The BBC this week reported that researchers can accurately identify people on track to develop Alzheimer's disease before symptoms appear.
I am sure you would want to know if you are at high risk for Dementia so that you could adjust your lifestyle to reduce the odds of developing this devastating disease. Well one day you may be able to. The BBC reported this week, that researchers can accurately identify people on track to develop Alzheimer's disease before symptoms appear. This detection, they say, could also help the progress of drug trials.
Researchers from Washington University School of Medicine, in St Louis, Missouri, measured levels of one protein, called amyloid beta, in the blood of 158 adults aged over 50 to see if this matched levels found in brain scans. It did, but only 88% of the time - which is not accurate enough for a diagnostic test. So the researchers combined this information with two other risk factors for the disease - an age of over 65 and people with a genetic variant called APOE4, which at least triples the risk of the disease - the accuracy of the blood test improved to 94%.US scientists used levels of a protein in the blood to help predict its build-up in the brain.
UK experts believed the results were promising and possibly a step towards a reliable blood test for Alzheimer's to speed up dementia research but larger studies are needed first.
Alzheimer's is the most common cause of dementia, affecting millions of people around the world mostly over-65s. There are currently no treatments to halt the disease and up to 20 years before people develop memory loss and confusion, damaging clumps of protein start to build up in their brains.
Currently, only costly and time-consuming (Pet) brain scans are the way to test for this build up in protein. Senior study author Randall J Bateman, professor of neurology, said this could now help screen many more people than expensive brain scans could. He said that that means participants can more efficiently be enrolled in clinical trials, which will help find treatments faster, and could have an enormous impact on the cost of the disease. Participants in trials need to have early Alzheimer's brain changes - such as build-up of amyloid - but no cognitive problems as yet.
There are ways to improve you odds of not getting the disease and that is to ensure a healthy lifestyle. Findings revealed at the Alzheimer's Association International Conference suggest that nearly everyone can lower their risk of dementia, even if it runs in the family, by living a healthy lifestyle. The study of nearly 200,000 people showed the risk fell by up to a third. The team at the University of Exeter said the results were exciting, empowering and showed people were not doomed to get dementia.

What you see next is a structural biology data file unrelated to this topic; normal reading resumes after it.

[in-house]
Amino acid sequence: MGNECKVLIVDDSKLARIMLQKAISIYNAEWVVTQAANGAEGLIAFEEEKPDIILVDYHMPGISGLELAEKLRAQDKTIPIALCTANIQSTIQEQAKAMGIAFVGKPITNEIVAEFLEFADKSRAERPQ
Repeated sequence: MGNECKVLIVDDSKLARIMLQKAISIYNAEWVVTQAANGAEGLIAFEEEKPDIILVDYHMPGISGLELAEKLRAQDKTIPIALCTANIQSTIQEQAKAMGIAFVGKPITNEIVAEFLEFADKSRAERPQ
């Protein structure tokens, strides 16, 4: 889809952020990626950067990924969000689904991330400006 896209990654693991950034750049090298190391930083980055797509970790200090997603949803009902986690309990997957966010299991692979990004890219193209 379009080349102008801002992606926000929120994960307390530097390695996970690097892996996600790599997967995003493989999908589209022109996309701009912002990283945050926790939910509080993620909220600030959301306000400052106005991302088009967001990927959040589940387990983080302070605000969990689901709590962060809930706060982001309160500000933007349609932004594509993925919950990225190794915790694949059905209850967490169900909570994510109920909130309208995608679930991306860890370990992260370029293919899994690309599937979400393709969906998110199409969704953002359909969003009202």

The study followed 196,383 people from the age of 64 for about eight years. It analysed people's DNA to assess their genetic risk of developing the disease. The study showed there were 18 cases of dementia per 1,000 people if they were born with high risk genes and then led an unhealthy lifestyle. But that went down to 11 per 1,000 people during the study if those high-risk people had a healthy lifestyle
What counts as a healthy lifestyle?
The researchers gave people a healthy lifestyle score based on a combination of exercise, diet, alcohol and smoking:
- Doesn't currently smoke
- Cycles at normal pace for two-and-a-half hours a week
- Eats a balanced diet that includes more than three portions of fruit and vegetables a day, eats fish twice a week and rarely eats processed meat
- Drinks up to one pint of beer a day
An Unhealthy Lifestyle:
- Currently smokes regularly
- Does no regular exercise
- Eats a diet that includes less than three servings of fruit and vegetables a week, and includes two or more servings of processed meat and of red meat a week
- Drinks at least three pints of beer a day
If your loved one is suffering from Dementia or Alzheimer's and you need assistance in caring for them at home, call our experienced team to find out what options of care might be suitable for your family.
This Blog is based on an article that appeared on BBC News 2nd August 2019.
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